Interview: Make diabetes a top NHS priority, says Baroness Young

As an outspoken critic of the coalition government's health reforms, Baroness Barbara Young doesn't hold back when asked about the future of the NHS. 'I am concerned about integration,' she says.

Baroness Barbara Young: fact that fewer than 20% of people with diabetes receive structured education 'outrageous' (Photo: Jason Heath Lancy)
Baroness Barbara Young: fact that fewer than 20% of people with diabetes receive structured education 'outrageous' (Photo: Jason Heath Lancy)

'OK, so PCTs were not wonderful. On the other hand, they were buggered around so often by restructuring that you could understand.'

As chief executive of Diabetes UK, she is particularly worried about how the NHS will cope with steadily rising cases of the disease: 'If we don't do something it's going to absolutely clobber us.'

Baroness Young feels that political support for diabetes is going through a rough patch. It is the fastest-growing condition in the UK, but other diseases are hogging the spotlight. The prime minister now personally champions dementia, while cancer has its own drugs fund.


Baroness Young, who fought to amend the Health Bill, believes fragmentation caused by a market economy in the new-look NHS is going to be difficult to deal with. 'The fundamental thing for a good diabetes service is an integrated pathway, underpinned by some effective multidisciplinary professional networks.

'If you've got any qualified provider, or a much more diverse market, somebody somewhere has got to make sure that happens in an integrated way.' This, she says, will depend largely on how well the regulator, Monitor, functions.

She adds: 'If we'd wanted to invent a more complicated system, we couldn't have done much better.'

Diabetic foot checks came under the spotlight in March with Diabetes UK's Putting Feet First campaign (see box). Around 80% of the 6,000 diabetes-related amputations each year are avoidable, the charity says.

Diabetes UK launched its Putting Feet First campaign for better diabetic foot care in March, with eight key points for GPs to follow when conducting the annual check:
  • Test foot sensations using 10g monofilament or vibration
  • Palpate foot pulses
  • Inspect for any deformity
  • Inspect for significant callus
  • Check for signs of ulceration
  • Ask about any previous ulceration
  • Inspect footwear
  • Ask about any pain

Baroness Young says: 'We always say to patients that a foot check isn't a foot check if you've still got your shoes and socks on.'

Baroness Young says GPs' performance on foot checks is patchy, with good use of multidisciplinary teams 'probably the exception rather than the rule'.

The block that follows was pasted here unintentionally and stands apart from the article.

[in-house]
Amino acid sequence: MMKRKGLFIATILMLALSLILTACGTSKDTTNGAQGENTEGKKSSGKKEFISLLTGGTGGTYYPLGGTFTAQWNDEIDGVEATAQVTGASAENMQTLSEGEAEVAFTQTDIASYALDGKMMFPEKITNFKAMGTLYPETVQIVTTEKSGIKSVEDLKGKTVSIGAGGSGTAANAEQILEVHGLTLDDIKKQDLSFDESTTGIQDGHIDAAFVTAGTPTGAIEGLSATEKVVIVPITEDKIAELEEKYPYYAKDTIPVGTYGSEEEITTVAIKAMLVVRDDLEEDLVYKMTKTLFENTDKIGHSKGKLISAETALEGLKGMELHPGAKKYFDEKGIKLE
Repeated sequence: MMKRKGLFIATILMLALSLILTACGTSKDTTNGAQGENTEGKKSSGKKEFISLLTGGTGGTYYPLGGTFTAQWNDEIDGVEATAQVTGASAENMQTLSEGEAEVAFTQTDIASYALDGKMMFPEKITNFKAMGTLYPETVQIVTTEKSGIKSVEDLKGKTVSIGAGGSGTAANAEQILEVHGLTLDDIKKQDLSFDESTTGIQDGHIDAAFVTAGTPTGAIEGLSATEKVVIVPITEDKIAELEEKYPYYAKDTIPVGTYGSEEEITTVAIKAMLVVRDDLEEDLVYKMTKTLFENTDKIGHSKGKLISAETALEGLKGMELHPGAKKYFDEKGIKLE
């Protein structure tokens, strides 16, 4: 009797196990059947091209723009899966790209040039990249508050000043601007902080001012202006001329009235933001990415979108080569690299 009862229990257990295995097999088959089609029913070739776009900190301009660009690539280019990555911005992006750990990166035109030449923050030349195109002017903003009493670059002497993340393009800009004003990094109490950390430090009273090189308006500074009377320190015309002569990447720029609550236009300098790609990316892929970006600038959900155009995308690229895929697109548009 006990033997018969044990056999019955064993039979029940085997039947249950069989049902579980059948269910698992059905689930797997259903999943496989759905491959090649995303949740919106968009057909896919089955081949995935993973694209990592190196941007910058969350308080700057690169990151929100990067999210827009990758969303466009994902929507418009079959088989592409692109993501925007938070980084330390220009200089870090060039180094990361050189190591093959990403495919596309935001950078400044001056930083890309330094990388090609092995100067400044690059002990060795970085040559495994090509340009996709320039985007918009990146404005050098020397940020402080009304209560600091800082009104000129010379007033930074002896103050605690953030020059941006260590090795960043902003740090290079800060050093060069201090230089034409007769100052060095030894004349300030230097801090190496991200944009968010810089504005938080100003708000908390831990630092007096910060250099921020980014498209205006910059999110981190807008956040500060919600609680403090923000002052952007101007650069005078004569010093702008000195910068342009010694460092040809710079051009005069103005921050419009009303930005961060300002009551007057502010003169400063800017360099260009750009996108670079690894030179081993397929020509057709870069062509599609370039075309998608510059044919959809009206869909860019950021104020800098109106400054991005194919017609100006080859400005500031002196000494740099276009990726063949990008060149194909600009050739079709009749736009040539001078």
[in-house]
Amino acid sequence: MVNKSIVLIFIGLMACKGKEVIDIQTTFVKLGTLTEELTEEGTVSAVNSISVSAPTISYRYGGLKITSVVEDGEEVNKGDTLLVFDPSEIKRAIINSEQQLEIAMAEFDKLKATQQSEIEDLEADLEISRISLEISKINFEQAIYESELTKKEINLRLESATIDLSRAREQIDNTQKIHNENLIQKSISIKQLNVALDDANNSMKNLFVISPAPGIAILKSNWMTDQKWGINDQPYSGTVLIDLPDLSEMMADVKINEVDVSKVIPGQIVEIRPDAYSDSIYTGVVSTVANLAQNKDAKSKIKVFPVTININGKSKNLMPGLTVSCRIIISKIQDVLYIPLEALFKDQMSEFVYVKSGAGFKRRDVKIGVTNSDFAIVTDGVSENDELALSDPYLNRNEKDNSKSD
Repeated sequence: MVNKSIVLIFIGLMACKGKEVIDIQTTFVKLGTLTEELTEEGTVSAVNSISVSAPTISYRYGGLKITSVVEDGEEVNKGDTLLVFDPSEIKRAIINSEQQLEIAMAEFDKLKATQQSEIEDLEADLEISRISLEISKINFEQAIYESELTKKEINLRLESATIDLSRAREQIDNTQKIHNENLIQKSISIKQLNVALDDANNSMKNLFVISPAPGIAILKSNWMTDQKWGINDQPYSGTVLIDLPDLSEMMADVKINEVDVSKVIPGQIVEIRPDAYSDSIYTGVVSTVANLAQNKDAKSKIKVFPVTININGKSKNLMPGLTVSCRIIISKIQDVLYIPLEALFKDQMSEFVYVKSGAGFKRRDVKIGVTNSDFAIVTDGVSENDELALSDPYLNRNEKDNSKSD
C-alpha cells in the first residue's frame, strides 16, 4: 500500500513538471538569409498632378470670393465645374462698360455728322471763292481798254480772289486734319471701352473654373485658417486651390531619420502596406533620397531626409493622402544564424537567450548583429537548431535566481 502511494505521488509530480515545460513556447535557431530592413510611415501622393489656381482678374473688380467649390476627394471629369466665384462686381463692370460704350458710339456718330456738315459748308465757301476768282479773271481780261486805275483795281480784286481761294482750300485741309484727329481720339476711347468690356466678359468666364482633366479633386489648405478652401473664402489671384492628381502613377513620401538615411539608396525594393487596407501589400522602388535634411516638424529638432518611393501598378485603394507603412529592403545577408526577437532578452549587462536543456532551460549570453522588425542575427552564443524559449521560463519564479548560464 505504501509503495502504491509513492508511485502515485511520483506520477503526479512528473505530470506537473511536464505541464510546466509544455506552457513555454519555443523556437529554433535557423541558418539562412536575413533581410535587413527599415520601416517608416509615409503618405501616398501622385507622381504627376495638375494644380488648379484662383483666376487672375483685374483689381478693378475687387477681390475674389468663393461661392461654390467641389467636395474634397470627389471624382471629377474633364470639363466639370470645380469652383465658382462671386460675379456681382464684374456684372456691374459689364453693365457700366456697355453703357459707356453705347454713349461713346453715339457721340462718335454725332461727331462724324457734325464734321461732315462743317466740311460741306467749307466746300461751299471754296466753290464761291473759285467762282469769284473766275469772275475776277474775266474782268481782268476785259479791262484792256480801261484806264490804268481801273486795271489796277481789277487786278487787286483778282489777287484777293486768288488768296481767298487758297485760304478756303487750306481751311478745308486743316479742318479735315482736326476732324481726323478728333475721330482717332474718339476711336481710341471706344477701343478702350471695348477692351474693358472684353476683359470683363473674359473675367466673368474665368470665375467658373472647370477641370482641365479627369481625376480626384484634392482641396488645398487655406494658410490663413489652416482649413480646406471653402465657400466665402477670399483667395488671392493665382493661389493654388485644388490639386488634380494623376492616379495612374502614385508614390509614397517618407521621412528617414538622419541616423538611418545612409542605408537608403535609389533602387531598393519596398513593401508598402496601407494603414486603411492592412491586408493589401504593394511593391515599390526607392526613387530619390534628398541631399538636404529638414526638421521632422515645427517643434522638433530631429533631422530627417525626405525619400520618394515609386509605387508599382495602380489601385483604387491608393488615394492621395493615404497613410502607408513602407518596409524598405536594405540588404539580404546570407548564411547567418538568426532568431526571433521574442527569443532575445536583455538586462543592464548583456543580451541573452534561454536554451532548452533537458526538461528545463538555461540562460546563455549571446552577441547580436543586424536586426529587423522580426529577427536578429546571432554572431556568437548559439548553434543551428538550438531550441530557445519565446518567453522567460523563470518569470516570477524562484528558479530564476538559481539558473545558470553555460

Practices must ensure that checks are done annually and make full use of specialist services if complications are suspected, she says.

'I mean, the life expectancy figures beyond amputation are grim: virtually nobody survives five years, about half are dead within two years. It's not good.'

She concedes: 'It is a tough ask for GPs, they've got a lot on their plate. But that's where simple protocols (come in).'

Similarly, NHS health checks to pick up cases of vascular disease and diabetes are subject to a postcode lottery too, as highlighted by a GP investigation which found that millions of patients may miss out on checks because PCTs are failing to invest.

Baroness Young says the checks are more than just vague risk assessments: the education that results is 'fundamental' to patients understanding how to modify their lifestyle, including the seven million at high risk of diabetes.

Local authorities take on responsibility for the checks in April 2013. Baroness Young says compulsory targets to deliver them should be introduced.

'In the past, you said to managers: "Deliver that or you're out." and my God, they delivered it. We saw that on waiting times, on four hours in A&E, on 18 weeks.'

For diabetes, future care must focus on patient education and self-management.

'The fact that fewer than 20% of people with diabetes get any form of structured education is just outrageous,' she says. 'How can someone be at the centre of their own care if they've not been given the tools to be able to understand it?'

The benefits to the NHS of better diabetes management could be huge, while failure to do anything would be disastrous. Diabetes UK is investigating how the NHS can make savings from the £10 billion annual cost of diabetes; not in five or 10 years, but this year.

Delivering the '15 healthcare essentials' – basic checks all diabetes patients should receive – and spotting people with diabetes 'the minute they get through the door of the hospital' are key to this.

She says: 'I just don't understand why, when we're spending £10 billion, and I reckon you can take £1 billion out of it by just doing it properly, the Treasury isn't taking more interest.' Baroness Young quips: 'There can't be many people who stroll past and offer you a billion quid.'

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